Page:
Saturday, April 10, 2004

A Decade After Massacres, Rwanda Outlaws Ethnicity

"This country, where ethnic tensions were whipped up into a frenzy of killing, is now trying to make ethnicity a thing of the past. There are no Hutu in the new Rwanda. There are no Tutsi either. The government, dominated by the minority Tutsi, has wiped out the distinctions by decree...

That new thinking has its critics — those who say that denying that ethnicity exists merely suppresses the painful ethnic dialogue that Rwanda requires.

But the government insists that if awareness of ethnic differences can be learned, so can the idea that ethnicity does not exist. Rwanda has an entrenched culture of obedience, and the populace has been quick to pick up on the government's no-ethnicity policy, at least in conversations with an outsider.

To hear Mr. Twahrwa put it: 'Ethnicity is bad. I want it to go away.'"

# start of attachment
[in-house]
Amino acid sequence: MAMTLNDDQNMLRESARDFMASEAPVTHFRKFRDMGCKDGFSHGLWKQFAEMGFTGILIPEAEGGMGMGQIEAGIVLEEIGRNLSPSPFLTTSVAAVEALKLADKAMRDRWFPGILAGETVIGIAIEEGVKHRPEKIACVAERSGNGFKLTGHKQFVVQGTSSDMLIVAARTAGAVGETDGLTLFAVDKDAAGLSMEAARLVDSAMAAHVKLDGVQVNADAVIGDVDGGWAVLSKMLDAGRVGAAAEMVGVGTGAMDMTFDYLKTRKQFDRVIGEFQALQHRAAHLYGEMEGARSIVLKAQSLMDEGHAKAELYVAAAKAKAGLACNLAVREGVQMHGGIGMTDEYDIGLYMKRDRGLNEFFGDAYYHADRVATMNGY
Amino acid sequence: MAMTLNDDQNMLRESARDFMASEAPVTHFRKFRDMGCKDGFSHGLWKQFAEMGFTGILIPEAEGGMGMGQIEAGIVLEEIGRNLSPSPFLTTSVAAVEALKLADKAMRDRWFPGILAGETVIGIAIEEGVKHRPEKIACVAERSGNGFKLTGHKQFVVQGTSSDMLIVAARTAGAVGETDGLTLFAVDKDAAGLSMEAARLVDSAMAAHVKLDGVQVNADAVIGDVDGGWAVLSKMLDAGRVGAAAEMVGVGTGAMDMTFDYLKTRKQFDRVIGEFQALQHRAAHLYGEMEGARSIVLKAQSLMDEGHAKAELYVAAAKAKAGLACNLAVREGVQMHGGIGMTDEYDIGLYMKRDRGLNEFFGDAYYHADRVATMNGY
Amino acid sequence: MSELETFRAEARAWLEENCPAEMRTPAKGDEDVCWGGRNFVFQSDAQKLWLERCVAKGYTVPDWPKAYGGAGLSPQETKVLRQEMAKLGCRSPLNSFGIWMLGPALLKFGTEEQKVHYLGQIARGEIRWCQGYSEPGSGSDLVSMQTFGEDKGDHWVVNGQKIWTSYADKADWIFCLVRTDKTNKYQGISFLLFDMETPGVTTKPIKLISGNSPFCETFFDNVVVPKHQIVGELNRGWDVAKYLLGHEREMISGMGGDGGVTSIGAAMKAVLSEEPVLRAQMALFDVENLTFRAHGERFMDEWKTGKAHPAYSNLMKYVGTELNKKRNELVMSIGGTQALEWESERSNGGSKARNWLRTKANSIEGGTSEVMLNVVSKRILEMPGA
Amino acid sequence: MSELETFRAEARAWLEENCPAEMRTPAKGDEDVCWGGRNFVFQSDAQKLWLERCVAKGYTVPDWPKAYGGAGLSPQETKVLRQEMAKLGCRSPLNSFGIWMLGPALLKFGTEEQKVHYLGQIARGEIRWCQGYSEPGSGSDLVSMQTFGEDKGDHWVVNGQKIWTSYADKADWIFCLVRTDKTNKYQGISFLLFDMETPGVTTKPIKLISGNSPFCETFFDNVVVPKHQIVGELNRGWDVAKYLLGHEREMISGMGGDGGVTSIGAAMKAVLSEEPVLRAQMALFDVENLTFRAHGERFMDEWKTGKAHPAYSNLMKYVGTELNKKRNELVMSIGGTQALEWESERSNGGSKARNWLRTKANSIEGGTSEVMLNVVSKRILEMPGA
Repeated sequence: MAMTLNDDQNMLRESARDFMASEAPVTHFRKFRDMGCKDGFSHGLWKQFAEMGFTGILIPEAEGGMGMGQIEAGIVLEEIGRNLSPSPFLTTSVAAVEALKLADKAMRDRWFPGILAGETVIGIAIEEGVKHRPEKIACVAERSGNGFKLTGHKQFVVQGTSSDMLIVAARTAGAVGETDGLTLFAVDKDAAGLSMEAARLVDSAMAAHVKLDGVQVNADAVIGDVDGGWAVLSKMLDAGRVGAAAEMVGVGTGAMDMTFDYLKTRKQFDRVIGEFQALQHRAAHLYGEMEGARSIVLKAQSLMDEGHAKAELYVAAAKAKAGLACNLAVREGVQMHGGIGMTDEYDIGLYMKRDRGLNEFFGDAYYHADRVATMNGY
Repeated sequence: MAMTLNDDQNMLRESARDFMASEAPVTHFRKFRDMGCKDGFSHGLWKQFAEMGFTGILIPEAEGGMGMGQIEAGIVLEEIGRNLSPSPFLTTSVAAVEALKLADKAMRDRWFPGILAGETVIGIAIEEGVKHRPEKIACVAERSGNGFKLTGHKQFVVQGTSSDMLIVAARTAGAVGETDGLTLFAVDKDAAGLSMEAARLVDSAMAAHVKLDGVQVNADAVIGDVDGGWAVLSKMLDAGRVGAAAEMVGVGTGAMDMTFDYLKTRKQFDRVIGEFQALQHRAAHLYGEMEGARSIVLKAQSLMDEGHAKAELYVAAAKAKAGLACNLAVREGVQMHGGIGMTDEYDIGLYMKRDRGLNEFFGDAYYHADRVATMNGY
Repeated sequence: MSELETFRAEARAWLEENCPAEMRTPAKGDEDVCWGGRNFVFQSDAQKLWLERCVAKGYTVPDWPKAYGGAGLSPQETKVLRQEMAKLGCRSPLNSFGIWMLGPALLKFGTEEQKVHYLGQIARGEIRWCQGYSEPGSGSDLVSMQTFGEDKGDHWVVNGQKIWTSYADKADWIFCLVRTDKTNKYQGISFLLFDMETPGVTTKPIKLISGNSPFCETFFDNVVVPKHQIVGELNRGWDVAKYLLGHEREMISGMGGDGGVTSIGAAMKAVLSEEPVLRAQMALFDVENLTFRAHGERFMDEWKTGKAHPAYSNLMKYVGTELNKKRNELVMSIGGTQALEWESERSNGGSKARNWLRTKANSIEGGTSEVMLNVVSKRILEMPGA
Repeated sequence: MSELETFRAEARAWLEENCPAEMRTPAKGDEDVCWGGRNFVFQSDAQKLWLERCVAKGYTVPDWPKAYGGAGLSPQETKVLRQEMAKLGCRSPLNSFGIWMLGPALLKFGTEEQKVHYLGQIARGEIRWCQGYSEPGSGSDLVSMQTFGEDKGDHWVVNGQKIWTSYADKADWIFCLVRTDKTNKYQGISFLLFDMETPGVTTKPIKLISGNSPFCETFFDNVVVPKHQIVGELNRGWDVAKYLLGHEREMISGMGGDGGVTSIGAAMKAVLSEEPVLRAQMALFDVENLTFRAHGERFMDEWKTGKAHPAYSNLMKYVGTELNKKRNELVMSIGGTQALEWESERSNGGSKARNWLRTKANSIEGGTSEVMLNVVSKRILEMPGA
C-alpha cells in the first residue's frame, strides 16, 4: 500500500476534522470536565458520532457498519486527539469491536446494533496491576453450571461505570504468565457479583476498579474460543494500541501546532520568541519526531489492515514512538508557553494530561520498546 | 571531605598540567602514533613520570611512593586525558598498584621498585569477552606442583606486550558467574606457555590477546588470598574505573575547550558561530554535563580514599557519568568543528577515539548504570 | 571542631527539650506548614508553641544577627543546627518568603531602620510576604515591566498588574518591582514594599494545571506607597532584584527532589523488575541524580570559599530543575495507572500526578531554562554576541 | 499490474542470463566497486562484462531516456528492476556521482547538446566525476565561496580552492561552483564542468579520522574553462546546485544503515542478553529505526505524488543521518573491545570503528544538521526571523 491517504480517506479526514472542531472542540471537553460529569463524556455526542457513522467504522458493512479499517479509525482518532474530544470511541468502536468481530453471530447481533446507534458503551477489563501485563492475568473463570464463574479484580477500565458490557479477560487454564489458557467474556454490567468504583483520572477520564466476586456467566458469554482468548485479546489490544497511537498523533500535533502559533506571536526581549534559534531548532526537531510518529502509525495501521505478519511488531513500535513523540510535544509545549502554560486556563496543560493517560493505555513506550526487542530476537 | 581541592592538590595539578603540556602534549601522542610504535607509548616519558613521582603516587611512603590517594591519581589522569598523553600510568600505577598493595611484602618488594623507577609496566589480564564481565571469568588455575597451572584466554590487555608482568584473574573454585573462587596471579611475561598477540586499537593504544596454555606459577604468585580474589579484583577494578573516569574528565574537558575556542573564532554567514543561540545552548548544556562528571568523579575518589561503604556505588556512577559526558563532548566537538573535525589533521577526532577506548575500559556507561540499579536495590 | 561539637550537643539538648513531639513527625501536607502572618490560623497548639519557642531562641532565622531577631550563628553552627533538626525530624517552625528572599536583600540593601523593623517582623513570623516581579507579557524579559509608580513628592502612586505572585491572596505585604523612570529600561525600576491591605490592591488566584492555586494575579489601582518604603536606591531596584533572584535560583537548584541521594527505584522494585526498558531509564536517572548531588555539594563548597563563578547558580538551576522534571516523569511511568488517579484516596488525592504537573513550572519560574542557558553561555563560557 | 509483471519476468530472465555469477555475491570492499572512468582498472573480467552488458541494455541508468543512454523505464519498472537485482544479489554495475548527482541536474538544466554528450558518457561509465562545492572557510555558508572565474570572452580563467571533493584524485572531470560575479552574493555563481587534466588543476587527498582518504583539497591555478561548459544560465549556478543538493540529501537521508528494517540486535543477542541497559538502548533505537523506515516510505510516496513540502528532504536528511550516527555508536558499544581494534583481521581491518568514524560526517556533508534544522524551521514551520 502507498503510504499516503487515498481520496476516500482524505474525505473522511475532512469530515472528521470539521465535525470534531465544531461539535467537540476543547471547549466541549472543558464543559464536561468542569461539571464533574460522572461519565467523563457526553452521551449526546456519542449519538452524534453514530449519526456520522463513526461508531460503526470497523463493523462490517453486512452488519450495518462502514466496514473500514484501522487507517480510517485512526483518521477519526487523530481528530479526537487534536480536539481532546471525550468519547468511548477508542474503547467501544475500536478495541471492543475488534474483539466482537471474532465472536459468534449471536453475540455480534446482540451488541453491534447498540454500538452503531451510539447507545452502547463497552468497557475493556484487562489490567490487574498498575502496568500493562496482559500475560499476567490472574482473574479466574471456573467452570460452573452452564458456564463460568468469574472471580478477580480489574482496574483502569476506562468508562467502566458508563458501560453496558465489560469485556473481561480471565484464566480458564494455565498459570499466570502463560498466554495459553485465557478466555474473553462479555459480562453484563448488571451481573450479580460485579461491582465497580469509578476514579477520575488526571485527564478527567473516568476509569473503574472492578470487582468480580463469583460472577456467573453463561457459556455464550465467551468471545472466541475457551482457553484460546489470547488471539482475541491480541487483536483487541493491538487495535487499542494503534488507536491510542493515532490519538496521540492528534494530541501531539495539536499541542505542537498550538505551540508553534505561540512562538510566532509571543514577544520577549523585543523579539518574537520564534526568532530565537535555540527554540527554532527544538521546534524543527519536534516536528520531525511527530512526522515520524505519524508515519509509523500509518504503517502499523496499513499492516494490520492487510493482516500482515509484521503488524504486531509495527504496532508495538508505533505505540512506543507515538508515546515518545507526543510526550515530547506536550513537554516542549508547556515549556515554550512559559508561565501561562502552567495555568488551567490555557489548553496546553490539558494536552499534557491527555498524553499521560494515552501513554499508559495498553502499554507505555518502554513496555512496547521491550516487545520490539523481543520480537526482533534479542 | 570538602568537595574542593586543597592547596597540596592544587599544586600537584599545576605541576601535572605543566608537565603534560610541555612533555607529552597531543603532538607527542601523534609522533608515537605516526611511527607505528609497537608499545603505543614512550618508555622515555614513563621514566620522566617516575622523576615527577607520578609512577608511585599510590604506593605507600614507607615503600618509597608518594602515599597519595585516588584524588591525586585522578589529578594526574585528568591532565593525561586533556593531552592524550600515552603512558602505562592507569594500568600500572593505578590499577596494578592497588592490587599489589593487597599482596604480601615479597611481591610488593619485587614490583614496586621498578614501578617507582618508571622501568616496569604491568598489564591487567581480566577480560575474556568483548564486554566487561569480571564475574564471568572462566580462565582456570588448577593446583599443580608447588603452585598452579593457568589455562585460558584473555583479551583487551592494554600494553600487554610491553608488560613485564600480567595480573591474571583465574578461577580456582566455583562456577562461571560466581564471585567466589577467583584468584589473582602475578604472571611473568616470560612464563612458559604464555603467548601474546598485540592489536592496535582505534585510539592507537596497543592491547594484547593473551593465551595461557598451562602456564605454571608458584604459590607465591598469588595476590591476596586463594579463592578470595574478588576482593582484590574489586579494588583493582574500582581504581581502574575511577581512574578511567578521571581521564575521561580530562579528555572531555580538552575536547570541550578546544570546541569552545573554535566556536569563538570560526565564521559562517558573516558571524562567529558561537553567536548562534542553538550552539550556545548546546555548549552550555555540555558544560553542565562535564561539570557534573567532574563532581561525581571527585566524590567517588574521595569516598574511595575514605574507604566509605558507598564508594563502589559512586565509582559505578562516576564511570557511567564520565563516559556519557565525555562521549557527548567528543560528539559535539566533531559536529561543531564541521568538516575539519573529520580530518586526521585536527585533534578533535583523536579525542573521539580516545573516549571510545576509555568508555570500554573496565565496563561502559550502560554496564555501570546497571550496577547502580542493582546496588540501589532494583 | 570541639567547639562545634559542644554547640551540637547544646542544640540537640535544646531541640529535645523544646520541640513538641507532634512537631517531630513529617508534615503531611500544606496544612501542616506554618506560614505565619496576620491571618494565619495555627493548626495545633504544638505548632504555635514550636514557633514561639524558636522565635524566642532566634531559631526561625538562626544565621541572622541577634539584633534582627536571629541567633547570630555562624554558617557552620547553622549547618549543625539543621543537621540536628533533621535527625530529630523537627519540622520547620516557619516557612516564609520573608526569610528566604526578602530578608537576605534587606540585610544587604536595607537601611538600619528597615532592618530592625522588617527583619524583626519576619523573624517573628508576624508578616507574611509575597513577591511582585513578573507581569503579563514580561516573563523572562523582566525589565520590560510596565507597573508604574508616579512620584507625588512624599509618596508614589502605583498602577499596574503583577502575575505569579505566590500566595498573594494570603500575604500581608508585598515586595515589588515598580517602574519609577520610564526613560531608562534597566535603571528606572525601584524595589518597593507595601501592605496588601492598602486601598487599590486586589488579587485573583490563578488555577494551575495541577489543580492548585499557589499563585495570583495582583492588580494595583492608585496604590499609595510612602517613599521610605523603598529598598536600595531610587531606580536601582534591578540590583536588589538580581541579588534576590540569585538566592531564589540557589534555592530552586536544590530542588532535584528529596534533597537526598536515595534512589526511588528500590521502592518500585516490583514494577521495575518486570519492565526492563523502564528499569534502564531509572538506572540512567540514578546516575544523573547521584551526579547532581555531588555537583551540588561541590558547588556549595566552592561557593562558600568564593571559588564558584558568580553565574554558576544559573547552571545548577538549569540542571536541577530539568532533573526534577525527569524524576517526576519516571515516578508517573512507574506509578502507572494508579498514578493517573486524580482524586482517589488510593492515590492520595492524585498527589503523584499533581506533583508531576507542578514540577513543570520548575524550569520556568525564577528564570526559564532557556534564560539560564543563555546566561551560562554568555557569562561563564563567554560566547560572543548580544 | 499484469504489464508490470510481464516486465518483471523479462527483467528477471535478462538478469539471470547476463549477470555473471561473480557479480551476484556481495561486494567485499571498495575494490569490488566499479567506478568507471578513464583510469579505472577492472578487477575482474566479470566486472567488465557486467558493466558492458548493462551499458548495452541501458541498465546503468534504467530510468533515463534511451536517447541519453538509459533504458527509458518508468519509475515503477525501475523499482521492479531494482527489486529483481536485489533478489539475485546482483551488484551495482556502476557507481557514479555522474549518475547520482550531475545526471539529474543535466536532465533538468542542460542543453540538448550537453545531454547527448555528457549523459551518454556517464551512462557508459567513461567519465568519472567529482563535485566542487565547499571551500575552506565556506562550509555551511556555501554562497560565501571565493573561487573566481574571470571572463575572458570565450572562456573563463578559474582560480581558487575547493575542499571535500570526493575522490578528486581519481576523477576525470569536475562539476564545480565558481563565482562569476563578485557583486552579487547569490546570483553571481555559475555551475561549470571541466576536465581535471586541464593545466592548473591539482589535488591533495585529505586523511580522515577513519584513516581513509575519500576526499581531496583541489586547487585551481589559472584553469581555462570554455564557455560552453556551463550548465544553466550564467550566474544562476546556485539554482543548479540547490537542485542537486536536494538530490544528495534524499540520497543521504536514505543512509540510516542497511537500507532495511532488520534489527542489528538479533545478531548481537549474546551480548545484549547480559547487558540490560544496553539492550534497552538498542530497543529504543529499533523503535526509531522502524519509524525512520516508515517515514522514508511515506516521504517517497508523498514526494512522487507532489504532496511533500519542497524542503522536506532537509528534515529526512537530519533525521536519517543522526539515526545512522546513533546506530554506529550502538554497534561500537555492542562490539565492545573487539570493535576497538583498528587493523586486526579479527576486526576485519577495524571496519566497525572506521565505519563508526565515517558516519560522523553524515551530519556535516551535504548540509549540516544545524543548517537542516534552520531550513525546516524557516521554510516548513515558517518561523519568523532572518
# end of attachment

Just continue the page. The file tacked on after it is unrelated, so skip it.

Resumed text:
What a brilliant counter-cultural idea! You'd think that we Americans with our vast experience of ethnic diversity, or anyone following conflicts in the Balkans, Northern Ireland, the Middle East, India or anywhere else in the world where tribalism is a force could have figured that one out.

It isn't even clear that the Hutus and the Tutsis ever were ethnic groups in any robust sense: they speak the same language and intermarry, they're not readily distinguishible even by other Hutus and Tutsisi, they're all Catholics and the distinction between them was blurred until colonial powers decided to make it official, in some cases reclassifying individuals for its purposes. Yet even where ethnicity is conjured up it can still lead to genocide.

Ethnicity is bad. I want it go go away too.

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